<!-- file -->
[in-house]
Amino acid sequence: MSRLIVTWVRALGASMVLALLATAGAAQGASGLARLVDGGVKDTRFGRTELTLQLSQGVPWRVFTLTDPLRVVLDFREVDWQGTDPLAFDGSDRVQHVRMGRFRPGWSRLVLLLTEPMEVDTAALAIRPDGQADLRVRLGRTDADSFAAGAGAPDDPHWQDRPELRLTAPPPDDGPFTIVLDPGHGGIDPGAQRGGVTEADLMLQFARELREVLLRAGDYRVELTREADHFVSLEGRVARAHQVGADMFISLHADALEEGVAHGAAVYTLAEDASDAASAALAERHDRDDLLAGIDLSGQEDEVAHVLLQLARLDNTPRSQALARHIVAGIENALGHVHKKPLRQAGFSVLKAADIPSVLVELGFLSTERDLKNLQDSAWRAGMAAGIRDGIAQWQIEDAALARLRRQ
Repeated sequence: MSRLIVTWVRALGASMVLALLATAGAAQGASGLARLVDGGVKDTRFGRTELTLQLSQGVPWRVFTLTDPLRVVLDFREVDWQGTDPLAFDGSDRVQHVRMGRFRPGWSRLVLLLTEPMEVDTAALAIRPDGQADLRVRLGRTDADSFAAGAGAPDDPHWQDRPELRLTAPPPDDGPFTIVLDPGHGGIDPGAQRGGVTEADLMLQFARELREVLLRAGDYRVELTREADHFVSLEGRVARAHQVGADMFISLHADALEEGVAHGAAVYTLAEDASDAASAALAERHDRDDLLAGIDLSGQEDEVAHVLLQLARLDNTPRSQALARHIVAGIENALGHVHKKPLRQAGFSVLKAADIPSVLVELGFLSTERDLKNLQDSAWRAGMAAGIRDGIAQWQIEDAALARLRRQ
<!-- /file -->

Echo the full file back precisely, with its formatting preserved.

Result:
[in-house]
Amino acid sequence: MSRLIVTWVRALGASMVLALLATAGAAQGASGLARLVDGGVKDTRFGRTELTLQLSQGVPWRVFTLTDPLRVVLDFREVDWQGTDPLAFDGSDRVQHVRMGRFRPGWSRLVLLLTEPMEVDTAALAIRPDGQADLRVRLGRTDADSFAAGAGAPDDPHWQDRPELRLTAPPPDDGPFTIVLDPGHGGIDPGAQRGGVTEADLMLQFARELREVLLRAGDYRVELTREADHFVSLEGRVARAHQVGADMFISLHADALEEGVAHGAAVYTLAEDASDAASAALAERHDRDDLLAGIDLSGQEDEVAHVLLQLARLDNTPRSQALARHIVAGIENALGHVHKKPLRQAGFSVLKAADIPSVLVELGFLSTERDLKNLQDSAWRAGMAAGIRDGIAQWQIEDAALARLRRQ
Repeated sequence: MSRLIVTWVRALGASMVLALLATAGAAQGASGLARLVDGGVKDTRFGRTELTLQLSQGVPWRVFTLTDPLRVVLDFREVDWQGTDPLAFDGSDRVQHVRMGRFRPGWSRLVLLLTEPMEVDTAALAIRPDGQADLRVRLGRTDADSFAAGAGAPDDPHWQDRPELRLTAPPPDDGPFTIVLDPGHGGIDPGAQRGGVTEADLMLQFARELREVLLRAGDYRVELTREADHFVSLEGRVARAHQVGADMFISLHADALEEGVAHGAAVYTLAEDASDAASAALAERHDRDDLLAGIDLSGQEDEVAHVLLQLARLDNTPRSQALARHIVAGIENALGHVHKKPLRQAGFSVLKAADIPSVLVELGFLSTERDLKNLQDSAWRAGMAAGIRDGIAQWQIEDAALARLRRQ